Put not your trust in money, but put your money in trust. –Oliver Wendell Holmes
The Dow Jones Industrial Average and the S&P 500 Index recorded their best weekly performance of the summer as both economic data and corporate earnings were positive catalysts. With an easing of geopolitical tensions between Ukraine and Russia, the focus was on the economy and earnings and both continued to impress investors. Housing data was particularly encouraging and suggested that the housing recovery is back on track. U.S. housing starts and permits surged in July while existing home sales were much better than expected. A measure of homebuilder confidence for August also was a pleasant surprise as it registered its highest level in seven months. Proof of all this good news was found in Home Depot’s quarterly earnings as it easily topped analysts’ estimates and even raised its earnings outlook for the rest of the year. Manufacturing data also contributed to the positive atmosphere as release of several indices indicated stronger than expected expansion. If that wasn’t enough, jobless claims fell and are now hovering around post-recession lows. The Federal Reserve did not rain on the parade either, as the minutes from the July meeting suggested that more evidence was needed before making a decision to raise interest rates. And Fed Chair Janet Yellen echoed those sentiments at the Jackson Hole Fed Conference by stating that slack in the labor market was making it difficult to assess the true unemployment rate, leaving open the timing of any rate increases. Although trading volume in stocks was abnormally light last week, it was a relief to see geopolitical risks take a back seat to earnings, fundamentals and the economy, all of which have been turning in impressive results lately.
The consumer price index (CPI) rose 0.1% in July and has increased only 2.0% in the twelve months through the end of July. Rising food costs in the month were offset by declining energy prices and labor market slack and anemic wage growth have helped to alleviate any price pressures. Leading economic indicators also increased 0.9%, easily beating expectations of a 0.6% rise.
While two members of the Bank of England voted to raise interest rates in that country, there were no clues either from the Fed minutes or Janet Yellen’s speech as to the timing and pace of any interest rate hikes, much to the chagrin of investors. Until there is irrefutable evidence that the economic recovery is here to stay, the Fed will probably keep rates near zero for the foreseeable future, most likely until mid-2015.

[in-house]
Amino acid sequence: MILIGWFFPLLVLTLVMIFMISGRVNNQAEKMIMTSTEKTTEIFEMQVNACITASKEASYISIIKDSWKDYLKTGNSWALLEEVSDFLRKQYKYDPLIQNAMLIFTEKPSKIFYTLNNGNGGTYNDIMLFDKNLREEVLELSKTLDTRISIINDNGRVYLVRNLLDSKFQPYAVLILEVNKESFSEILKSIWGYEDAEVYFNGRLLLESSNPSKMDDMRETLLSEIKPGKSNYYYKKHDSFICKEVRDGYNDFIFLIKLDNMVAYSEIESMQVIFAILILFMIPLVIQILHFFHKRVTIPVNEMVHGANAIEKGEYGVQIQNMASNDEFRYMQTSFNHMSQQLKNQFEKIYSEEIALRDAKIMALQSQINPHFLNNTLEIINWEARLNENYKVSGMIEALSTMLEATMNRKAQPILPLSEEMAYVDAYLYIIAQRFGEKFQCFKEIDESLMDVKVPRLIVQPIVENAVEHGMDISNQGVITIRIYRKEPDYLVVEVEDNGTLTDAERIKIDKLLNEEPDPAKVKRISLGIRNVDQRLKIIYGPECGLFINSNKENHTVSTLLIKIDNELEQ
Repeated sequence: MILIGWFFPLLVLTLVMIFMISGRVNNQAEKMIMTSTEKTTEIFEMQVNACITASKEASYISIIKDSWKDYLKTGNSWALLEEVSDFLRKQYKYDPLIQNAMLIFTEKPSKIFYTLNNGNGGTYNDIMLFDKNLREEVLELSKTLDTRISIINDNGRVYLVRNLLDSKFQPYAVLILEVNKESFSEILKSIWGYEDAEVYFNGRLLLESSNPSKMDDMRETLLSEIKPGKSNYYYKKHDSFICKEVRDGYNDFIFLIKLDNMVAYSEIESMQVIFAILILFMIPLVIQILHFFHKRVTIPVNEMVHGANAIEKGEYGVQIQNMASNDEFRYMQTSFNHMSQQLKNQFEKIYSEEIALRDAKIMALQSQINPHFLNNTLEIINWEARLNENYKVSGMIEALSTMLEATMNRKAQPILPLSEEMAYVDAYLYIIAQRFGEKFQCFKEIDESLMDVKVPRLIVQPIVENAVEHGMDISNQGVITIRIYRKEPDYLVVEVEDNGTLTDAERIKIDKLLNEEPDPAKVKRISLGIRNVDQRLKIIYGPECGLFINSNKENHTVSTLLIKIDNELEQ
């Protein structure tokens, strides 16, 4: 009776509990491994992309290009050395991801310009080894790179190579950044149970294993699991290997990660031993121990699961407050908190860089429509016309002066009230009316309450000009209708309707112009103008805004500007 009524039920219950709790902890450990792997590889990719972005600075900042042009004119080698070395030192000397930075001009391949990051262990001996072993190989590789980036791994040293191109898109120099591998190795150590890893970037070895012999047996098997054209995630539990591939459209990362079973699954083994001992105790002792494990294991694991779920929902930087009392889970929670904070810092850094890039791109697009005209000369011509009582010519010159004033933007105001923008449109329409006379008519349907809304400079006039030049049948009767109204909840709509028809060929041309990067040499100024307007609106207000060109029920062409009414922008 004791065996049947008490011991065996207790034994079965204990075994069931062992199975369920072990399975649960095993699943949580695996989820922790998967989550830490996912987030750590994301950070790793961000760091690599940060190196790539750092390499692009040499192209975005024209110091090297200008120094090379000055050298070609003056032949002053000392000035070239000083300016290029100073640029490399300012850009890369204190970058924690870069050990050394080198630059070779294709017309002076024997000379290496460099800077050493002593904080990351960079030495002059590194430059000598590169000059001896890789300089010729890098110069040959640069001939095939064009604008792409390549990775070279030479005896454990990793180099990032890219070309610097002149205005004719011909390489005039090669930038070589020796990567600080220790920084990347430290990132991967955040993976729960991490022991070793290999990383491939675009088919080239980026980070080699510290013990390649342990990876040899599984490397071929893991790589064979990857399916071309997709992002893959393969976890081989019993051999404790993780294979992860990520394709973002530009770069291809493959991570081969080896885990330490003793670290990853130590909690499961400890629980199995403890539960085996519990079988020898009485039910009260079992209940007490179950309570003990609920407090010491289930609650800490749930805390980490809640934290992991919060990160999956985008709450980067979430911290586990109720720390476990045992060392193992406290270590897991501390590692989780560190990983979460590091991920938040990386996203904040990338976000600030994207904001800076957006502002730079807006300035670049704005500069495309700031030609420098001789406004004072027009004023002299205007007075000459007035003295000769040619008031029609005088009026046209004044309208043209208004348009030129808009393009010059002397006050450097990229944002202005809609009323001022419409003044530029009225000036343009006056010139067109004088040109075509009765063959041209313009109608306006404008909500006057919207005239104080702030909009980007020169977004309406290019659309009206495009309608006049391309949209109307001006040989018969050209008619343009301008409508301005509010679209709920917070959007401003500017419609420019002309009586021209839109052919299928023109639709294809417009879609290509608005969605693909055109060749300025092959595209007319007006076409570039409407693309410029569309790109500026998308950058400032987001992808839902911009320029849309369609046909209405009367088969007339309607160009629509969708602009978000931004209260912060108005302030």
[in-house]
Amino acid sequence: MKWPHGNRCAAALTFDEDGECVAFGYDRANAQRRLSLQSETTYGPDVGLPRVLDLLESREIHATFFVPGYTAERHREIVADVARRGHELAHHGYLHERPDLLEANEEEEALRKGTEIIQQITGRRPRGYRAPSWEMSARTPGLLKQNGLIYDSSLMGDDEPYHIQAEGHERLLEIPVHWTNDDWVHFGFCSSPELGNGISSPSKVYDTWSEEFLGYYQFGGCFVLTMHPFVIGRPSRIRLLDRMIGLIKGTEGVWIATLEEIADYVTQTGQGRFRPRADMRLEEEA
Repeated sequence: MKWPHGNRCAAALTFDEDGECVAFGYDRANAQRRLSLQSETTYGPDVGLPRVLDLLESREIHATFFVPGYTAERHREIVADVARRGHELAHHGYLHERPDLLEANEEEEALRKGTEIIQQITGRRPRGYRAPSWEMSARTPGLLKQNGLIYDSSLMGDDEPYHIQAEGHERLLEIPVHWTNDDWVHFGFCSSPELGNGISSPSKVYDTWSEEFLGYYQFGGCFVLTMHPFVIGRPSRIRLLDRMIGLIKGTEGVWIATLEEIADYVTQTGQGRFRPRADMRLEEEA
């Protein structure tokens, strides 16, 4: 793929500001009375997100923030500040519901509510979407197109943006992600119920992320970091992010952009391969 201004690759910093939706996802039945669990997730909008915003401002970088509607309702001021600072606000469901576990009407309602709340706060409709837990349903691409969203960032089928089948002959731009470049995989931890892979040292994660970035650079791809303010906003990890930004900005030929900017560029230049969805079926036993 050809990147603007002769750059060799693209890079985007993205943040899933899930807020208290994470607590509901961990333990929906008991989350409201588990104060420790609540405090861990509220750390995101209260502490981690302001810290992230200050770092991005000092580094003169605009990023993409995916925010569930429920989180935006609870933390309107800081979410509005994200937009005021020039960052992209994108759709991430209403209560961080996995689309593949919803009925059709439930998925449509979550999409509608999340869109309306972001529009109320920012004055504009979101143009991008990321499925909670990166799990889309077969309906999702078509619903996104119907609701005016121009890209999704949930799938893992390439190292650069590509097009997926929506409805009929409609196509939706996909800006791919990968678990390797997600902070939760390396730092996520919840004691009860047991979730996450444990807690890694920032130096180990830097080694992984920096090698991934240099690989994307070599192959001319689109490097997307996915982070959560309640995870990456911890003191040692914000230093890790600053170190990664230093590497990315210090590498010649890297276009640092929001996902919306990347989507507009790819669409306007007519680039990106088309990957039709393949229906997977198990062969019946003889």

For the week, the Dow Jones Industrial Average climbed 2% to close at 17,001 while the S&P 500 Index rose 0.7% to close at 1,988. The Nasdaq Composite Index added 1.6% to close at 4,538.
Among the key economic data this week, new home sales for July should rebound strongly after a weak June, further solidifying the housing recovery. Durable goods orders for July could also surprise on the upside as airplane orders booked by Boeing could be large. Personal income data for July should be strong based on improvements in the labor market, but consumer spending is likely to be weaker on sluggish retail sales.
Retailers will again take center stage this week as companies such as Best Buy, Tiffany & Co., William-Sonoma, Dollar General and Abercrombie & Fitch are scheduled to report quarterly earnings.
To raise interest rates or to not raise interest rates was the question that all investors wanted an answer to as the Federal Reserve addressed the issue twice last week. With the 2-year Treasury yielding a paltry 0.50% and the 10-year Treasury yielding only 2.40%, most observers feel that it is inevitable that interest rates will rise sometime in the future. However, the Fed provided little or no guidance on the timing or magnitude of an increase and left investors scratching their heads at the vagueness and uncertainty of their remarks. It is widely assumed that once the Fed lays out a specific timetable for raising interest rates, that investors will dump their bonds, causing bond prices to fall and rates to rise. While this scenario could happen, global economic data continues to be weak, despite the fact that the U.S. economy is strengthening. Deflationary pressures in Europe have served to suppress government bond yields around the world. For example, the 10-year German Bund yields less than 1%, making the 10-year Treasury yield look downright attractive by comparison. Geopolitical risks around the world also have kept a lid on interest rates as investors seek out fixed income investments as a safe haven. While interest rates may eventually rise, any increase should be gradual and months down the road, giving fixed income investors peace of mind and providing stability to their portfolios by reducing the overall risk.